Page 46 - Vol. VI #10
P. 46

 My first novel is rejected thirty-eight times. This is many years ago when the big publishers in New York had a stranglehold on the book industry, and my hard work, sweat and blood is turned down by every one of them. When my agent reaches the end of the list, she starts over, right back at the top, beginning again alphabetically with the “A’s,” as in Arbor House and proceeding to the “B’s,” as in Ballentine’s, and so on and so forth. At this point I’m twenty-seven years old, but I’ve been writing since I was a kid, and I want it badly. To be published. To hold it in my hands, my own words, typeset and bound between hard covers. I dream about the art work on the dust jacket. I want to see my picture on the back, too, beneath a glowing endorsement from a famous writer, something mod- est along the lines of my being “a brilliant new voice in American writing.” They could substitute magnifi- cent or astonishing for brilliant and I wouldn’t mind. I’m not picky.
On Selling a Book to New York
Book One
My editor quits her job several months before my novel is released. An older, more experienced writer friend of mine says I should be worried. Your editor, he tells me, is your most important ally in the cut- throat, corporate world of publishing, and without an advocate in your corner, without someone to guide your precious manuscript through the dark, often cronyistic labyrinth of the book business, you’re in deep trouble. I choose to believe differently. I choose to believe that my friend is just bitter because the novel he published didn’t sell well. Besides, the editor who replaces the one who bought my book assures me that she “loves it death,” and though she doesn’t always return my calls when I check in to see how things are going, I assume it’s only because she’s busy, still figuring out the ropes of her new job.
Fortunately, though I’m already a heavy drinker, it has yet to affect my ambitions or output as a writer. Hung over or not, I keep a strict schedule, rising at four in the morning to squeeze in a couple hours of writing before I have to go to work. I do this five or six days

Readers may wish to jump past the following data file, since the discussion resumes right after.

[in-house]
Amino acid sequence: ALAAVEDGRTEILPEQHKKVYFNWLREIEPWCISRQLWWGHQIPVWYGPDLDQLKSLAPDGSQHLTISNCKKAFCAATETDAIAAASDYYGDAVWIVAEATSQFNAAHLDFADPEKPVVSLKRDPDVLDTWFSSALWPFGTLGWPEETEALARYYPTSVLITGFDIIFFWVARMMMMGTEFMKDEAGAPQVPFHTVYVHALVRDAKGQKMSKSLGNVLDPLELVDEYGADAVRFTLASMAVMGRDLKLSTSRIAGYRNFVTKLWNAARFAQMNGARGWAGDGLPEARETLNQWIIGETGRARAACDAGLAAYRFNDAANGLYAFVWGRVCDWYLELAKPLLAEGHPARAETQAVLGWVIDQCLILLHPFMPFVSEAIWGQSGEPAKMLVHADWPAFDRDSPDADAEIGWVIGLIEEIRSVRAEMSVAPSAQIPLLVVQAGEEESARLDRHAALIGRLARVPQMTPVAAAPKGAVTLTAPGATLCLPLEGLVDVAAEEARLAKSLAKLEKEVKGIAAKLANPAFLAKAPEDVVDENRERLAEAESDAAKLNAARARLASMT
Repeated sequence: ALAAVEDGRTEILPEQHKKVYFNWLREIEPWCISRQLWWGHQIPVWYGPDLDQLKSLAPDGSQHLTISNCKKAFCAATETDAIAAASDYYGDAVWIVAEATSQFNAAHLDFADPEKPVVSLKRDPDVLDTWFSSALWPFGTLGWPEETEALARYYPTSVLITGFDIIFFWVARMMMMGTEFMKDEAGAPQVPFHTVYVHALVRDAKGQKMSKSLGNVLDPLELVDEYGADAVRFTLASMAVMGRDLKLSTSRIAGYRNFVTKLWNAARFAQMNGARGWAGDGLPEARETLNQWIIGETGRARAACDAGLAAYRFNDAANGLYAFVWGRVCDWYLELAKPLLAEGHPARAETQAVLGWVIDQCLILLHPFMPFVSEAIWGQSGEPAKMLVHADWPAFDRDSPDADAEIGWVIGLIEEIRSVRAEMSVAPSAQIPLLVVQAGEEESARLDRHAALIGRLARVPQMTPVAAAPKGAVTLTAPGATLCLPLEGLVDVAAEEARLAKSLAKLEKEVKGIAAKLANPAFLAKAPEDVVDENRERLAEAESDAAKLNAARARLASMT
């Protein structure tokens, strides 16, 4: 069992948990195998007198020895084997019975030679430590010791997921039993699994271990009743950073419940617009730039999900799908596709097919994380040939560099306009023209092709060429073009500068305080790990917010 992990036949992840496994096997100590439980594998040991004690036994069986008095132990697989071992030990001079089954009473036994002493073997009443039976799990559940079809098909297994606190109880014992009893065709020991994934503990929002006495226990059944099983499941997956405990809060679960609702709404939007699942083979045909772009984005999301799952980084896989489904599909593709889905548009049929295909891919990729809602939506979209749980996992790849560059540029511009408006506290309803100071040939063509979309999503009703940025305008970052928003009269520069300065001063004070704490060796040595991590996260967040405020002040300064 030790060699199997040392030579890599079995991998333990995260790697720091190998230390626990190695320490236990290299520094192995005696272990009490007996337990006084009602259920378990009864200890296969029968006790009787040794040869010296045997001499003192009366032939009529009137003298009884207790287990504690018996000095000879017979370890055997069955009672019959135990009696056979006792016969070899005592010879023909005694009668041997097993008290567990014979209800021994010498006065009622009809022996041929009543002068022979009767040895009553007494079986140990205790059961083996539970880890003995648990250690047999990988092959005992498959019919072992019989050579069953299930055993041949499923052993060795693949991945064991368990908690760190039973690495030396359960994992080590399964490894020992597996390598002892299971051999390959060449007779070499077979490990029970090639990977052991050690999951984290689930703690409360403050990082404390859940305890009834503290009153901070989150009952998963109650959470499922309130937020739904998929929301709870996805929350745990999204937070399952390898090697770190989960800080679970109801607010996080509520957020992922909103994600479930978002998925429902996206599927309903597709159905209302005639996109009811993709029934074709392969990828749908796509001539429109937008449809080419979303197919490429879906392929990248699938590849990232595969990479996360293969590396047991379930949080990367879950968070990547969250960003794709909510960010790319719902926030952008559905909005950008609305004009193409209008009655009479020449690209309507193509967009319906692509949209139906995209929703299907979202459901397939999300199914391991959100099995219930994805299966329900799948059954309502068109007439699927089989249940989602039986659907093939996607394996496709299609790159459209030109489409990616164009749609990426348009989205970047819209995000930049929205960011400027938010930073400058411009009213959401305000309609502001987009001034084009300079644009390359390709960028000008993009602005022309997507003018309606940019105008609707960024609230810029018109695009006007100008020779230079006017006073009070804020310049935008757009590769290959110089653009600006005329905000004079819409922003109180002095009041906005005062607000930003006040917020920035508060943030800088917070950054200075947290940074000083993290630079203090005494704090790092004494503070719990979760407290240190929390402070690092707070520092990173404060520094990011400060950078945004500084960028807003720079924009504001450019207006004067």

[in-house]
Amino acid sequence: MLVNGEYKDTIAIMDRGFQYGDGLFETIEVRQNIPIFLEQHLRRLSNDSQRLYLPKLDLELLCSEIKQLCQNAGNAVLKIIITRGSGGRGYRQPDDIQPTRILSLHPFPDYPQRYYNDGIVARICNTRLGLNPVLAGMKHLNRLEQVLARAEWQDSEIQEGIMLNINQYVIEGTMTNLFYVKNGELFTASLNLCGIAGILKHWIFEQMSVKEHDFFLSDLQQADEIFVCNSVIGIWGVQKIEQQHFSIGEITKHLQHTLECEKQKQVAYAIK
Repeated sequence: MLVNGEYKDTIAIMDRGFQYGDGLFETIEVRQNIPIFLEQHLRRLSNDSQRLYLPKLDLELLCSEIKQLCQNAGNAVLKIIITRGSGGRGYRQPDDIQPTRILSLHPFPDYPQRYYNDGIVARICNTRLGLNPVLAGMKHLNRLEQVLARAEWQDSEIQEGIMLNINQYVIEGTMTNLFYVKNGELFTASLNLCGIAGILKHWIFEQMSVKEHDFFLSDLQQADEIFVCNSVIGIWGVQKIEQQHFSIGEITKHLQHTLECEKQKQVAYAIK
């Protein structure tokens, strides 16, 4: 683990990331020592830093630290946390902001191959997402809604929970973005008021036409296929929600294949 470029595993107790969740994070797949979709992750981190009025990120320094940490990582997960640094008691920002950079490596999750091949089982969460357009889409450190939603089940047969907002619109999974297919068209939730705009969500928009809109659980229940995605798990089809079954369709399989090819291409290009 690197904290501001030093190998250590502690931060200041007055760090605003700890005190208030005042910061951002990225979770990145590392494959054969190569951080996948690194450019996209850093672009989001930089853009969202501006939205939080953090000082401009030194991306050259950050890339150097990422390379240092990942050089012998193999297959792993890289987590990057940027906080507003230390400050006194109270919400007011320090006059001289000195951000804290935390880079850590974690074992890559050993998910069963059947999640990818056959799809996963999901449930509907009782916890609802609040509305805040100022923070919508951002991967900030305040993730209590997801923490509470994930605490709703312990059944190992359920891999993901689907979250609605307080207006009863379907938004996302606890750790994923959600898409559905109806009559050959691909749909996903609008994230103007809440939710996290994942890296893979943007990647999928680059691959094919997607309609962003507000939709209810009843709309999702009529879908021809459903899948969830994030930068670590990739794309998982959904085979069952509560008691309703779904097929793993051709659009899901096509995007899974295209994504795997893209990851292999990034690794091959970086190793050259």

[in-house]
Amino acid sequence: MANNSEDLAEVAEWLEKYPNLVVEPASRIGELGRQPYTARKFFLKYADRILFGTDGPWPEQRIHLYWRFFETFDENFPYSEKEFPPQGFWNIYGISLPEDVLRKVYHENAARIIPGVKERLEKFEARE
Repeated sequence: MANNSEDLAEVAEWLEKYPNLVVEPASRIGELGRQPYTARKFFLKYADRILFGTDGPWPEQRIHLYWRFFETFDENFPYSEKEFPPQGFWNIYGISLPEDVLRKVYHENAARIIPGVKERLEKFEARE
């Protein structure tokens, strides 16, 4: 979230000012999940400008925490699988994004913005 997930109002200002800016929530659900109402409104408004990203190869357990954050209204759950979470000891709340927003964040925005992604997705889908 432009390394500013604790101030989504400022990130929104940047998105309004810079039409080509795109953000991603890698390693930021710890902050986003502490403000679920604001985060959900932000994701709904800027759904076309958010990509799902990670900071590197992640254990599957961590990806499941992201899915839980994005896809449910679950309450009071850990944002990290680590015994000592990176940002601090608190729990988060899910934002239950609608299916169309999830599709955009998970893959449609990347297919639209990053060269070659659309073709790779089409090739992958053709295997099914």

When the novel is released, I receive a handful of reviews, with the book industry journals weighing in first. Publisher’s Weekly gives it a good one but some misguided, mean-spirted jerk at Kirkus pans it. Each Sunday I’m excited to get my copy of the venerable New York Times Book Review, hoping to find my book and picture plastered on the cover, and each Sunday the venerable New York Times Book Review makes a mistake and puts some other, less worthy title on the front page. So I flip through the whole thing, assum- ing that at the very least I’ll discover a glowing fea- ture review, but each week I am disappointed. There is not, in the end, even the mere mention of my exis- tence. And in terms of other publicity and fanfare, the publisher neglects to send me on a nationwide tour
of book stores, universities and book clubs. I do not appear on any of the morning TV talk shows. There are also no radio interviews. I give a few signings at local bookstores, but after the first one, well attended by family and other writer friends, I don’t draw more than six or seven people, and that’s counting the store clerks.
a week. Fortunately I also have an agent who works hard for me, a rare breed in a business of bottom-lines and fleeting loyalties, and it takes her more than a year to get through the alphabet. This is ample time for the musical chairs of the publishing industry to lose and replace more than a few editors and execu- tives. In this case, the President of Arbor House is out of a job, and his loss is my gain. A young editor there wanted my novel the first time it crossed her desk, and if not for her boss, who nixed the idea, I would’ve undoubtedly already hit the best seller’s list. I am, however, a forgiving man. I harbor no resentments. After a grand total of thirty-nine submissions, my novel finally finds a home.
Of course this is good reason to break out the bottle. Sometimes I drink alone, but mostly I drink with my best buddy who also happens to be a writer. Unlike my regular non-writer friends, he never tires of my whining and complaining, often matching or better- ing my own sob stories with ones of his own. It’s our own private little pity party. But eventually it comes to an end and we return to work, consoling ourselves with the belief that we must learn from our experi- ence, shake it off and move on. Real writers write despite all obstacles, rejections and disappointments. We are tough. We are resilient. Writing is what we
The advance is small, about enough to pay a couple months’ rent on my rundown one-bedroom apart- ment, but I’m grateful to get it. Thirty-eight rejections has a way of humbling a person, especially us sensi- tive, artistic writer types, and regardless of the money, or lack of it, I am ecstatic. Nine months from now I’ll be a published novelist. Fame and wealth will follow soon enough. Everything is falling neatly into place and I couldn’t be more pleased.
But there’s a glitch. 37
JaMeS brown

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